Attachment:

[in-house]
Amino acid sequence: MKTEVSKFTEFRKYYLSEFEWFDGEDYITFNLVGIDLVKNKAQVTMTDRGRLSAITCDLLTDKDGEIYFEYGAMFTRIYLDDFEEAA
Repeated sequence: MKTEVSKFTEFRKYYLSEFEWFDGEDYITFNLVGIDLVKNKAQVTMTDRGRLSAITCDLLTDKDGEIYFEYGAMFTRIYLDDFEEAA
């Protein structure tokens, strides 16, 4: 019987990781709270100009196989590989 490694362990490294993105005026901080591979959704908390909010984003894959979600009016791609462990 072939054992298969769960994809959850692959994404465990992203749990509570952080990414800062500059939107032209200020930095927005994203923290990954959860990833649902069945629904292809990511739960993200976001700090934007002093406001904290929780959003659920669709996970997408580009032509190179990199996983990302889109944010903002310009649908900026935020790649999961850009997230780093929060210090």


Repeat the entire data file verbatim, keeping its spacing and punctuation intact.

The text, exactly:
[in-house]
Amino acid sequence: MKTEVSKFTEFRKYYLSEFEWFDGEDYITFNLVGIDLVKNKAQVTMTDRGRLSAITCDLLTDKDGEIYFEYGAMFTRIYLDDFEEAA
Repeated sequence: MKTEVSKFTEFRKYYLSEFEWFDGEDYITFNLVGIDLVKNKAQVTMTDRGRLSAITCDLLTDKDGEIYFEYGAMFTRIYLDDFEEAA
């Protein structure tokens, strides 16, 4: 019987990781709270100009196989590989 490694362990490294993105005026901080591979959704908390909010984003894959979600009016791609462990 072939054992298969769960994809959850692959994404465990992203749990509570952080990414800062500059939107032209200020930095927005994203923290990954959860990833649902069945629904292809990511739960993200976001700090934007002093406001904290929780959003659920669709996970997408580009032509190179990199996983990302889109944010903002310009649908900026935020790649999961850009997230780093929060210090």